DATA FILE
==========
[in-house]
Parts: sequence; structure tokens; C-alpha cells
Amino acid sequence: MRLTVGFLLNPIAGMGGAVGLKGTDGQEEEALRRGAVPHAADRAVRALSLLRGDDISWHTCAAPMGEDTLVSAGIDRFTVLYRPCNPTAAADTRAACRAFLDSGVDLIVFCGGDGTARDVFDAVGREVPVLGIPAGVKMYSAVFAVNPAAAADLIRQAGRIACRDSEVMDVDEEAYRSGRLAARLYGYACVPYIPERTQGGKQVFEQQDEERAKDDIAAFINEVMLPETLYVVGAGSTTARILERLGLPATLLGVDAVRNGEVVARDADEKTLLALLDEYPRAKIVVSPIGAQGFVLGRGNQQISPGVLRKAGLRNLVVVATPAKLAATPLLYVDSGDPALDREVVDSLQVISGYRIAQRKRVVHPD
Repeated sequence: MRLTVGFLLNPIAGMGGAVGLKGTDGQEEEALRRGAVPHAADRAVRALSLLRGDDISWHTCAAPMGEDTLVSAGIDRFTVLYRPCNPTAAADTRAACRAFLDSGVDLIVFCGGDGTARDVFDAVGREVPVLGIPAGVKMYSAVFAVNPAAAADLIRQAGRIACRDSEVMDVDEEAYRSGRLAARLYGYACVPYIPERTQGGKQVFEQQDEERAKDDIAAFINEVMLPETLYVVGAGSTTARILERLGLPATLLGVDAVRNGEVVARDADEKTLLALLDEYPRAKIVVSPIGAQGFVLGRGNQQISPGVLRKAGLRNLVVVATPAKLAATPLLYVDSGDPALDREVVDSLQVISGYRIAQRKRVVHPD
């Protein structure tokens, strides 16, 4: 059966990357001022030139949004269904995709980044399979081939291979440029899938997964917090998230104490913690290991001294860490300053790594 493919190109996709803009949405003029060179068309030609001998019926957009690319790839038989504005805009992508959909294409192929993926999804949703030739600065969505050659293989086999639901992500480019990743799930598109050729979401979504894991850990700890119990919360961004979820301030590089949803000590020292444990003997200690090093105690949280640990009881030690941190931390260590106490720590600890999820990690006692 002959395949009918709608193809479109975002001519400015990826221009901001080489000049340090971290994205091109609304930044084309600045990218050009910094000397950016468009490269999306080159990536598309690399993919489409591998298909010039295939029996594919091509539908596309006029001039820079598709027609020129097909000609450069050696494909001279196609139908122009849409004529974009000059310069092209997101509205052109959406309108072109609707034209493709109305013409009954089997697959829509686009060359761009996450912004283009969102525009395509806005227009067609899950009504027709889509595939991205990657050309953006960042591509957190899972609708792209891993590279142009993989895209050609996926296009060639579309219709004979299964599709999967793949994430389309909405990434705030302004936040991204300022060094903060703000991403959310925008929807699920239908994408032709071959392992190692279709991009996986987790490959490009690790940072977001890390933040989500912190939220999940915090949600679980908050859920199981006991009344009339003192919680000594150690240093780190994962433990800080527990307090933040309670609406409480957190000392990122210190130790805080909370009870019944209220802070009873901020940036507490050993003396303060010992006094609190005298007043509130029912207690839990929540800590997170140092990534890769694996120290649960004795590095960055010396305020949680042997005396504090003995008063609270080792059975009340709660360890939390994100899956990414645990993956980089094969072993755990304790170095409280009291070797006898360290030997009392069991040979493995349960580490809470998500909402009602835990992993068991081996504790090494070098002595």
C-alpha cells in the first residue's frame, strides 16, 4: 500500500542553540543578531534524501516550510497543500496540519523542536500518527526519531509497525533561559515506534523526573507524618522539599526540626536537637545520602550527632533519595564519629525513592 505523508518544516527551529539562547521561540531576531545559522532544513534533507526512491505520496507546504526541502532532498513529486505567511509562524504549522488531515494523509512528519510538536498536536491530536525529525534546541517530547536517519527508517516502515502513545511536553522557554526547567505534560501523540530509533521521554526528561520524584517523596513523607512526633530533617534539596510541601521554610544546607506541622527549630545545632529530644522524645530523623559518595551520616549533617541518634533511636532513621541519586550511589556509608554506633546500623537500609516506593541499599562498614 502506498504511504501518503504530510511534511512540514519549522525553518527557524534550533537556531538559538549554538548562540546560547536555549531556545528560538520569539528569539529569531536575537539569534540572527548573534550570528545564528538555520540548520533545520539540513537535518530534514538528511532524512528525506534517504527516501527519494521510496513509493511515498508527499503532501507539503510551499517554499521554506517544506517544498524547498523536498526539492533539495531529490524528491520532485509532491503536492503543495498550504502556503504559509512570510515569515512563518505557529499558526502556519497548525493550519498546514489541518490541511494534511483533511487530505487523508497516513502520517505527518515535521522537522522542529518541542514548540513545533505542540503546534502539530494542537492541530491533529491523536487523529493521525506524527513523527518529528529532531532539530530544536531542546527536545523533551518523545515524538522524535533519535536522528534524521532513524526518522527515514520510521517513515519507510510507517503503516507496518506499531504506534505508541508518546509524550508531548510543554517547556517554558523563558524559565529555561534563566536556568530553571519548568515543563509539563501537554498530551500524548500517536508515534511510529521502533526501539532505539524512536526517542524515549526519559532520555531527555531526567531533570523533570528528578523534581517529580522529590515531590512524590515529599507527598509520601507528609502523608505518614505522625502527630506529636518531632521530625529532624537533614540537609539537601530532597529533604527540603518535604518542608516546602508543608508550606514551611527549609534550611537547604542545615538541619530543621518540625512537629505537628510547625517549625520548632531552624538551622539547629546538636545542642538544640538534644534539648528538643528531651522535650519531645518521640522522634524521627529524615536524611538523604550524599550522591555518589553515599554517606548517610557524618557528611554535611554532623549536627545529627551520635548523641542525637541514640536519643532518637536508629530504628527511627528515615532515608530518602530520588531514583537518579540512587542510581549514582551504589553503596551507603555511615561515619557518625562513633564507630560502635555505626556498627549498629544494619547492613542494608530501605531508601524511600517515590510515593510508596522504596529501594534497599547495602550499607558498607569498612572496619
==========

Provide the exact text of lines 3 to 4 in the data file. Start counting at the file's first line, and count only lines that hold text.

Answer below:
Amino acid sequence: MRLTVGFLLNPIAGMGGAVGLKGTDGQEEEALRRGAVPHAADRAVRALSLLRGDDISWHTCAAPMGEDTLVSAGIDRFTVLYRPCNPTAAADTRAACRAFLDSGVDLIVFCGGDGTARDVFDAVGREVPVLGIPAGVKMYSAVFAVNPAAAADLIRQAGRIACRDSEVMDVDEEAYRSGRLAARLYGYACVPYIPERTQGGKQVFEQQDEERAKDDIAAFINEVMLPETLYVVGAGSTTARILERLGLPATLLGVDAVRNGEVVARDADEKTLLALLDEYPRAKIVVSPIGAQGFVLGRGNQQISPGVLRKAGLRNLVVVATPAKLAATPLLYVDSGDPALDREVVDSLQVISGYRIAQRKRVVHPD
Repeated sequence: MRLTVGFLLNPIAGMGGAVGLKGTDGQEEEALRRGAVPHAADRAVRALSLLRGDDISWHTCAAPMGEDTLVSAGIDRFTVLYRPCNPTAAADTRAACRAFLDSGVDLIVFCGGDGTARDVFDAVGREVPVLGIPAGVKMYSAVFAVNPAAAADLIRQAGRIACRDSEVMDVDEEAYRSGRLAARLYGYACVPYIPERTQGGKQVFEQQDEERAKDDIAAFINEVMLPETLYVVGAGSTTARILERLGLPATLLGVDAVRNGEVVARDADEKTLLALLDEYPRAKIVVSPIGAQGFVLGRGNQQISPGVLRKAGLRNLVVVATPAKLAATPLLYVDSGDPALDREVVDSLQVISGYRIAQRKRVVHPD